For the past twenty-five years, Andrzej Nowak, a decorated historian of Poland and Russia, has been conducting regular interviews with Jarosław Kaczyński, the leader of Law and Justice, the conservative political party that came to power in Poland in 2015, notes Elisabeth Zerofsky.
Since then, liberal leaders and intellectuals in Western Europe have begun to fear that the country, after two decades as the model student of European liberalism, is retreating from democracy, she writes for The New Yorker:
Critics point to the loyalists at the heads of public media, the increasing harassment of opposition politicians and judges, the country’s refusal to accept its European Union-mandated quota of refugees, and, especially, a series of dramatic reforms to the court system that may consolidate Law and Justice’s control. The Party says that these are necessary modernizations of Poland’s creaky institutions, which were mostly established after the country negotiated an end to Communist rule, in 1989. “You may disagree,” Nowak told me. “But Kaczyński perceived that the lack of revolutionary change after 1989 was something for which Poland paid very dearly.”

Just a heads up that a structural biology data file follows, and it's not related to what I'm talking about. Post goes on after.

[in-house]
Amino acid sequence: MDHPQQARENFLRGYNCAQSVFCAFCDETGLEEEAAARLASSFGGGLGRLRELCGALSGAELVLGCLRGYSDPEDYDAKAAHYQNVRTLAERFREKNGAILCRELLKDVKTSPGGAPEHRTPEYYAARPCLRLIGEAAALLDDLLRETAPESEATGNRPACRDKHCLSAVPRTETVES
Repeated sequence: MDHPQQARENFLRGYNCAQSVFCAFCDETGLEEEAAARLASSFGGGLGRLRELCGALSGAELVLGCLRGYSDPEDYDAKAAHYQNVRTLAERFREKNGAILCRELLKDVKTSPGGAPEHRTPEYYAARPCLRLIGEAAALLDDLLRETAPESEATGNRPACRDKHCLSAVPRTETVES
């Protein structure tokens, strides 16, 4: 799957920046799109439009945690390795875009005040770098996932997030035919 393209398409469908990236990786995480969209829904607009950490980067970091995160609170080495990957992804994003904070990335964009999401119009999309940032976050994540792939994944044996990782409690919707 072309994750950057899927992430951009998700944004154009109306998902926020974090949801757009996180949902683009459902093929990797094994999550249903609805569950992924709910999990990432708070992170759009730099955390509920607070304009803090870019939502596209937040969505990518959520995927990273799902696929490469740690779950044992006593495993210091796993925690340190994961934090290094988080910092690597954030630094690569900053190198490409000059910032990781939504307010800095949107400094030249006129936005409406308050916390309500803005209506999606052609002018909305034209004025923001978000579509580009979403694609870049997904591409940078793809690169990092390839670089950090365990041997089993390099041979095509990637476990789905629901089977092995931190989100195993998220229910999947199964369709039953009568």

The July 2018 edition of the National Endowment for Democracy’s Journal of Democracy features an eight-article cluster on rising illiberalism in Central and Eastern Europe, an essay on authoritarian sharp power, and more. The NED’s International Forum asks five leading experts: What is the Root Cause of Rising Illiberalism in Central and Eastern Europe?
There appears to be a populist convergence between west and East Europe, Zerofsky adds:
In March, after the Italian elections, which were won by outsider parties, Éric Zemmour, one of the most widely read columnists in France, wrote that the media had lectured the public about a divide in Europe between “East and West, between societies that don’t have a long democratic tradition, and ours—old, admirable democracies, multicultural societies distanced from their Christian roots and marked by an impeccable rule of law.” Voters in Britain, Austria, Germany, and now Italy were proving this theory wrong. “Elections in Western Europe show that the people are in agreement with the leaders of the East,” Zemmour wrote. RTWT